while Katanen seems to be using a paintbrush rather than a camera. Contrastingly, works by
Kolhemainen, Hänninen or Luoma visually present us shapes and forms; a play of colours, lines and
minimalist geometry that let us see, wonder and be astonished about the infinite possibilities a single
camera can present us with.
The choice of these eleven artists and their works, though technically and visually so diverse, together
present a very fantastical, almost surreal visual language; a fascinating forward thinking approach to the
medium photography. Helsinki School gives an insight into the artists’ distinctly original and individual style,
while never losing sight of the school’s strong entity and the power of unanimity.
The Aalto University School of Art and Design is an international school, which gives education and pursues
research in the fields of design, motion picture, new media, audiovisual communication, art education and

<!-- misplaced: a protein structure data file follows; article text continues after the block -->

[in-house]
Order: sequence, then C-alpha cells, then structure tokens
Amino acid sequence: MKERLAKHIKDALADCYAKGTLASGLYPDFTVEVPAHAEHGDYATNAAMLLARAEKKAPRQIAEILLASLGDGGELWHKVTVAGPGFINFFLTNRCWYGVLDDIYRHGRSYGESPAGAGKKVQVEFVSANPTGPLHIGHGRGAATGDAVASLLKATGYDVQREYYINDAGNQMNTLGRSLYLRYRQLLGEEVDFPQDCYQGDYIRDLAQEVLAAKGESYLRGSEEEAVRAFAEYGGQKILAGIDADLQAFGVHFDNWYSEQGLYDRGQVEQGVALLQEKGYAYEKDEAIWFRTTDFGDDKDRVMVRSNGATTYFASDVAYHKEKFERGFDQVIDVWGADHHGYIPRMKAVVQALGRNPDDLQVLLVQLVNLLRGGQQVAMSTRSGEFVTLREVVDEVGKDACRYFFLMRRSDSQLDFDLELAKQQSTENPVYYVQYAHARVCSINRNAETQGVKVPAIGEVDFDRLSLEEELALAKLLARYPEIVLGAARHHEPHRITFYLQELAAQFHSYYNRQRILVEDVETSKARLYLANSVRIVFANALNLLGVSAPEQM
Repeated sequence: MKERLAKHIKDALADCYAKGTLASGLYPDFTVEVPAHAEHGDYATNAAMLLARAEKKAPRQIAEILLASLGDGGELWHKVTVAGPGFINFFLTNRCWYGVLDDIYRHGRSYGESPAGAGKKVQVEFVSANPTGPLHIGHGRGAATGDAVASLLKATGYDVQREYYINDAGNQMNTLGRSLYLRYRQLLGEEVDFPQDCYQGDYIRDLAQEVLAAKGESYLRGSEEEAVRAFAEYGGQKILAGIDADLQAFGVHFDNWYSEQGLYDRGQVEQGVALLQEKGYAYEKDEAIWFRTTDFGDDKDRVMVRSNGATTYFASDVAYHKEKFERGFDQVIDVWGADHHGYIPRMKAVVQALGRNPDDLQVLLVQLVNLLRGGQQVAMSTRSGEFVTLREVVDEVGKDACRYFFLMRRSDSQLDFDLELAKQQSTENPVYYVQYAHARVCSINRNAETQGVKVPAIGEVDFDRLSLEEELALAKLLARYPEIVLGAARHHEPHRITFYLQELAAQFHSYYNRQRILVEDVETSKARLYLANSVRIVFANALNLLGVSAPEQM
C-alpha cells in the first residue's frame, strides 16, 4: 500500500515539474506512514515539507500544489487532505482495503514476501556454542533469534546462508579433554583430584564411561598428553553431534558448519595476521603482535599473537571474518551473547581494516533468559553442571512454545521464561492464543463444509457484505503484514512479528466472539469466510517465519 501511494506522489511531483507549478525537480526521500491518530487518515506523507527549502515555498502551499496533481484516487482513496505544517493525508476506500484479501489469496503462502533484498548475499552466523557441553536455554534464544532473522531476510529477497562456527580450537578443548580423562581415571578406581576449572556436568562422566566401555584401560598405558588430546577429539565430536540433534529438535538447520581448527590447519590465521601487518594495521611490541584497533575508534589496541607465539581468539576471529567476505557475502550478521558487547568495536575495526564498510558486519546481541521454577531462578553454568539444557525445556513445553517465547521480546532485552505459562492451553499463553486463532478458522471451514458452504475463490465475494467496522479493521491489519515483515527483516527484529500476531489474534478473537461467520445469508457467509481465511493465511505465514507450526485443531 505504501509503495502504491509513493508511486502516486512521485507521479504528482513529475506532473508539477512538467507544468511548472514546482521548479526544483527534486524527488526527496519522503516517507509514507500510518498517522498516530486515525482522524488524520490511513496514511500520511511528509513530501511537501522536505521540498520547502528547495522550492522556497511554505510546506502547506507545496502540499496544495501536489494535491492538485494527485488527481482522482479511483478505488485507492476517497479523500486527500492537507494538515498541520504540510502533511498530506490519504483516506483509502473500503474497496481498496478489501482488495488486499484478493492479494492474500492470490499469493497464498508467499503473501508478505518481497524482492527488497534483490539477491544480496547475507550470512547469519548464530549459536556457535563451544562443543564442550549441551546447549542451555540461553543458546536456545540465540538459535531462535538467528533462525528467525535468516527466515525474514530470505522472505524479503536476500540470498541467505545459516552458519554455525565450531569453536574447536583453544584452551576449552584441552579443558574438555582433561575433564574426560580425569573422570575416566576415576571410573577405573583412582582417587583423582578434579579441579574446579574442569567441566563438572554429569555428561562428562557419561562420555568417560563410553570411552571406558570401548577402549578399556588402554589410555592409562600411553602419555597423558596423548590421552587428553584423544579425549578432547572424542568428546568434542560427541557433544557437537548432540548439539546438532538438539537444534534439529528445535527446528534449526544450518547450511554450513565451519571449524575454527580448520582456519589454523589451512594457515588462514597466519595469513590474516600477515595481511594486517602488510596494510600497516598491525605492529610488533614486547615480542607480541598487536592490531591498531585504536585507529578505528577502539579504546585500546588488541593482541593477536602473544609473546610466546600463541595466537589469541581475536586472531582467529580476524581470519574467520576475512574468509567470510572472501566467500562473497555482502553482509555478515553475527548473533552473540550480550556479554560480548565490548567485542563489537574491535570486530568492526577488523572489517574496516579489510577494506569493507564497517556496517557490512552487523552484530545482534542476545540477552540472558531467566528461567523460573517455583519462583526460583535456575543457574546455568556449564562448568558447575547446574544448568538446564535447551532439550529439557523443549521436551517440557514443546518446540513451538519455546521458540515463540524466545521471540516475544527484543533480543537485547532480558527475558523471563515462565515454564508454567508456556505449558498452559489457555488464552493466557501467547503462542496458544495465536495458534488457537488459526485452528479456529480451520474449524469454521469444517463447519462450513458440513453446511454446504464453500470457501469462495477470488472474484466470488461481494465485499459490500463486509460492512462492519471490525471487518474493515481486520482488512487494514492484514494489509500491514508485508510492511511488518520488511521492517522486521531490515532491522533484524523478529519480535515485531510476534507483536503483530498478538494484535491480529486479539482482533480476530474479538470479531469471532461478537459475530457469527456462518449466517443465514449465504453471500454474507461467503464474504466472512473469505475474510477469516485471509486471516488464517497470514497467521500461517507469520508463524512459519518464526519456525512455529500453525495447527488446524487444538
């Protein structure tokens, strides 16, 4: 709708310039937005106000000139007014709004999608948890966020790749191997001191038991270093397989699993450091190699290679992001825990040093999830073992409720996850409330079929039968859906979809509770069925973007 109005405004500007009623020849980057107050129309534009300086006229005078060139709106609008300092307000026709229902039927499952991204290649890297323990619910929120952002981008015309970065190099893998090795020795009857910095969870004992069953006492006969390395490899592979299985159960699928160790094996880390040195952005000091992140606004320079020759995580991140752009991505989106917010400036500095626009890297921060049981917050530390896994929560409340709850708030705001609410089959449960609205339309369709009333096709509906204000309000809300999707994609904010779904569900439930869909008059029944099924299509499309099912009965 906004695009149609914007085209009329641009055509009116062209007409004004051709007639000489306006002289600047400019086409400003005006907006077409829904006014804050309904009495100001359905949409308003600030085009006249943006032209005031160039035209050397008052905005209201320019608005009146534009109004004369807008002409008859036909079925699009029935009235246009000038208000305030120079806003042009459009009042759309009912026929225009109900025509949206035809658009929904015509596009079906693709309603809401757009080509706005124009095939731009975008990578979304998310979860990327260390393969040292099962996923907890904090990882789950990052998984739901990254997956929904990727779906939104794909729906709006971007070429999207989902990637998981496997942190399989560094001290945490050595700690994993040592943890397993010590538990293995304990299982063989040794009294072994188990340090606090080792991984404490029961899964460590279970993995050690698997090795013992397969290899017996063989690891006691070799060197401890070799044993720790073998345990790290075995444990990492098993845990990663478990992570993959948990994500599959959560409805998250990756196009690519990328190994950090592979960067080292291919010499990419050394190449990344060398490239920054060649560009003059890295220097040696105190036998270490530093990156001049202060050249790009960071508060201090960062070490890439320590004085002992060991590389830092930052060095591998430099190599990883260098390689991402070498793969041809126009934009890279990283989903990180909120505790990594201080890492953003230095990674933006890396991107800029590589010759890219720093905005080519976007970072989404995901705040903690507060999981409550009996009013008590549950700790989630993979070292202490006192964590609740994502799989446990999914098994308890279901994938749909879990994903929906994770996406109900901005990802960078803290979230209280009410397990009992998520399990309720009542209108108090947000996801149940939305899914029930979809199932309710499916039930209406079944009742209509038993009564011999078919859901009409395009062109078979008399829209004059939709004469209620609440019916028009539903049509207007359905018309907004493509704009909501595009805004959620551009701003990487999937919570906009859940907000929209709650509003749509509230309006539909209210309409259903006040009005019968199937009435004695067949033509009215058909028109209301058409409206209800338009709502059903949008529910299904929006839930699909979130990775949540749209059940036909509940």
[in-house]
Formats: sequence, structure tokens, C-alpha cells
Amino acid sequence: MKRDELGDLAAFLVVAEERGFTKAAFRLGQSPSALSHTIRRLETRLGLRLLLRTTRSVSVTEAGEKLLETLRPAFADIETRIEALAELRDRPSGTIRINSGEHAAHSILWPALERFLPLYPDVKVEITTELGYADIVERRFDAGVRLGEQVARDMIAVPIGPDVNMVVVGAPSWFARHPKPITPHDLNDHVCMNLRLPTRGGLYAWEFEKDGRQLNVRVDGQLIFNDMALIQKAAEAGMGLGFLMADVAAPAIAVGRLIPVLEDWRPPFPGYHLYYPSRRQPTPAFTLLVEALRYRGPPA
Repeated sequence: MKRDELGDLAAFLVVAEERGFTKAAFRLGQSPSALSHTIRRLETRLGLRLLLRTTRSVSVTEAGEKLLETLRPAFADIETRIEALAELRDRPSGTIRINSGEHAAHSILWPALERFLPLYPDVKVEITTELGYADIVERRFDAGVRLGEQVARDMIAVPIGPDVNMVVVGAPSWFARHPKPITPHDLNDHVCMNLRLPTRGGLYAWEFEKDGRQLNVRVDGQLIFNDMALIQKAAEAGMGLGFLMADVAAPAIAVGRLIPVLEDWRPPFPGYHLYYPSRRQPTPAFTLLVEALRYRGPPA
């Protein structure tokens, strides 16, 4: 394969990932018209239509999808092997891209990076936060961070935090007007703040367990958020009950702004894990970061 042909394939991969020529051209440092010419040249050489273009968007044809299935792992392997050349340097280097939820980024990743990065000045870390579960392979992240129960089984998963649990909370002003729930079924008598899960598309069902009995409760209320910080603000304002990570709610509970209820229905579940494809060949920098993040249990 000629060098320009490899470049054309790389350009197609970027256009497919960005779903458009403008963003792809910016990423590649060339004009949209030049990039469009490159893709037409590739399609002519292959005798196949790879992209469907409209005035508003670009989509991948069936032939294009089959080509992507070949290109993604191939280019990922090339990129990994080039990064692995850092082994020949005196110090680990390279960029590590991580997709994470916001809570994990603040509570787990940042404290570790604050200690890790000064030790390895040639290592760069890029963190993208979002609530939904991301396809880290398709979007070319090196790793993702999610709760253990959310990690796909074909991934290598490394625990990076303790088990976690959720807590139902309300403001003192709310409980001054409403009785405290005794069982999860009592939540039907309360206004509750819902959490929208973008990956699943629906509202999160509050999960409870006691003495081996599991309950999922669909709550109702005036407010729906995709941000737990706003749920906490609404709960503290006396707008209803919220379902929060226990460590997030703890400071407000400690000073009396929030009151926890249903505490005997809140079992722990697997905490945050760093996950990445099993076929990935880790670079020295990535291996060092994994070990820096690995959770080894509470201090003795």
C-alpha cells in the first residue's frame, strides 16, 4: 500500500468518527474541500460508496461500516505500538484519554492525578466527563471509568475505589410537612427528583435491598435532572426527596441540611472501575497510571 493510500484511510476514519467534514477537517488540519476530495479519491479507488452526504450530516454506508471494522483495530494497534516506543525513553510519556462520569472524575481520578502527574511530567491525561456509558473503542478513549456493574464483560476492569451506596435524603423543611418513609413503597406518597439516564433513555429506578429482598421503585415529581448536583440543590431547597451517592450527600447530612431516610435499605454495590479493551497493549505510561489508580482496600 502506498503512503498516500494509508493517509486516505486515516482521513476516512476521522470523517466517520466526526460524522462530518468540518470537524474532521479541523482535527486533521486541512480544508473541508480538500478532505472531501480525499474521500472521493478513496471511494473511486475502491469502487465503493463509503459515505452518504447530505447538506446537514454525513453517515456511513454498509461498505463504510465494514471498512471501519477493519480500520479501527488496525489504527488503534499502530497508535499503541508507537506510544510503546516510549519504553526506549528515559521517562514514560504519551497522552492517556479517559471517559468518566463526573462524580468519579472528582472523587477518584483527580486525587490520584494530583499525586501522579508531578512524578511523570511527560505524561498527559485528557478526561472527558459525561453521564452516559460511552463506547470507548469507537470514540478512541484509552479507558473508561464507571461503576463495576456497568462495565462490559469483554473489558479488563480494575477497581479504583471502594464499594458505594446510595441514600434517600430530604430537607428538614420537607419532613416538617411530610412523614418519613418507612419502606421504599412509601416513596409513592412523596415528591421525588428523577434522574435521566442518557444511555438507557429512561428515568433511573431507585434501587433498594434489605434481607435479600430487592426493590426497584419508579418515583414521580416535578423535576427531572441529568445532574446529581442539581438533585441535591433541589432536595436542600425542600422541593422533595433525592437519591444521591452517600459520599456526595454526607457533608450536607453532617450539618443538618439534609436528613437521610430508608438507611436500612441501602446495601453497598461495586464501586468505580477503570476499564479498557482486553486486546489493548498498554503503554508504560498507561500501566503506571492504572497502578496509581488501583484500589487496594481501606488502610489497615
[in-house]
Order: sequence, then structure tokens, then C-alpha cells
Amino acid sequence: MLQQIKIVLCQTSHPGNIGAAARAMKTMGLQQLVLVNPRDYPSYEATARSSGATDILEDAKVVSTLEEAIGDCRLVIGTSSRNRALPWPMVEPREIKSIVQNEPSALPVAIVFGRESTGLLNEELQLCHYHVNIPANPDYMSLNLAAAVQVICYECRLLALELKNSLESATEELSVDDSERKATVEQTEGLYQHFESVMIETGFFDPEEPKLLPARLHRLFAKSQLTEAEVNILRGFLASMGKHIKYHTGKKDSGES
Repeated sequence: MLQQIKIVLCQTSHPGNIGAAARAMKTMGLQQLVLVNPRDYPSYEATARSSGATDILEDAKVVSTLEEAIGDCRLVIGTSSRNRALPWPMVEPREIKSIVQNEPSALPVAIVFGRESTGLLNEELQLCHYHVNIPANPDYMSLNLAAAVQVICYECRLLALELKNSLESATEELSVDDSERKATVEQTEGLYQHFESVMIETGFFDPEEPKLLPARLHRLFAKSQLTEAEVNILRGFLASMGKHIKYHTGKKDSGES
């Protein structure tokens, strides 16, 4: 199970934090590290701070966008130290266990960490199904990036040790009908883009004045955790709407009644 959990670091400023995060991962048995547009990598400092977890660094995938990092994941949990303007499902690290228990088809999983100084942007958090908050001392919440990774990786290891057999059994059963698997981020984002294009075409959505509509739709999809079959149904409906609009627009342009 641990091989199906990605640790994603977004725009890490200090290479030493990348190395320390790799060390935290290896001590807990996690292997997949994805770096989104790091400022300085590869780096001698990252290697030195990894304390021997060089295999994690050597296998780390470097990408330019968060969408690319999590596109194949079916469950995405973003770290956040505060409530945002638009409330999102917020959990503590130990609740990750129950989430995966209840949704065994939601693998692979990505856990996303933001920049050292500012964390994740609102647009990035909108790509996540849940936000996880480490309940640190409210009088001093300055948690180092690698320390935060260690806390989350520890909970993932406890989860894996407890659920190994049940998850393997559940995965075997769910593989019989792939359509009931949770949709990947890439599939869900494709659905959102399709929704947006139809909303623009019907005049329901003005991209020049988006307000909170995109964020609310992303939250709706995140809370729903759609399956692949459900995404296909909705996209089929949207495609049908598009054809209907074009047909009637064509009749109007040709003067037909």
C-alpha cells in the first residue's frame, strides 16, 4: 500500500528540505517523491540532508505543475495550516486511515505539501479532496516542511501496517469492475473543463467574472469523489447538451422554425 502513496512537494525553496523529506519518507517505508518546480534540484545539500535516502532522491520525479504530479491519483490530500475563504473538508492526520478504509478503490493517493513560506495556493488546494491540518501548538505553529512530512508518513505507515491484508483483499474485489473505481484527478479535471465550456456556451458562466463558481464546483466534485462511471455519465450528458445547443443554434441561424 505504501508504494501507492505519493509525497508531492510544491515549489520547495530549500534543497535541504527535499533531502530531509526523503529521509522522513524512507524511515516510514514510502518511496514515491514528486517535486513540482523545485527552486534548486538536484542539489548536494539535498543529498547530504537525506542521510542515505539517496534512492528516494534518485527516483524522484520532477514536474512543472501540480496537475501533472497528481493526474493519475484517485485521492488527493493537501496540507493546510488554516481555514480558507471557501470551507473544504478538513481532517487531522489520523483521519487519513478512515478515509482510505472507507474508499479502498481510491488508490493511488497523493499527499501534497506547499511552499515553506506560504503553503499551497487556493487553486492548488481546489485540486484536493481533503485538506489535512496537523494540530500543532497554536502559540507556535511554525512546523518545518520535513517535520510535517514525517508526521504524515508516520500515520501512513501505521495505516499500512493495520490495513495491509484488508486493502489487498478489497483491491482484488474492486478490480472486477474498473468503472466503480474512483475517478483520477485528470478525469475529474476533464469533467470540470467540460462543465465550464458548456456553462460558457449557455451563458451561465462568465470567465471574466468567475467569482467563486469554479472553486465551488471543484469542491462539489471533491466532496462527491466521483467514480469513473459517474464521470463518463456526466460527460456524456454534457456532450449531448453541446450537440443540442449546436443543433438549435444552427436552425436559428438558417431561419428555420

arts. Originally founded as the School of Arts and Crafts in 1871, it has evolved into a dynamic university of
its areas of competence. It is the largest university of design in the Nordic countries and one of the most
highly respected institutes in its field in the whole world.
Timothy Persons is the Director of Professional Studies Program and a Senior lecturer at the Aalto University
School of Art and Design in Helsinki, Finland. Along with his position at the Aalto University School of Art and
Design he is also Gallery TAIK’s (Berlin) curator, artistic leader of VIPS (Video Photography Stockholm), in
Kulturhuset, Sweden, and senior advisor to the Borås Art Museum, Sweden. Furthermore Persons is a
member of selection committee of Paris Photo, Senior Curatorial Adviser at KIASMA (2008-2010), Museum
of Contemporary Art Helsinki, Finland, for the Kulturhuset in Stockholm, as well as the Danish National Museum
of Photography in Copenhagen, and has been an adviser to the board of the Claremont Museum of Art,
California, as well as juror of the Swiss Photo Award.
For further press inquiries, please contact Christophe Guye at firstname.lastname@example.org, or Georgina
Casparis at email@example.com, or at +41 44 252 01 11.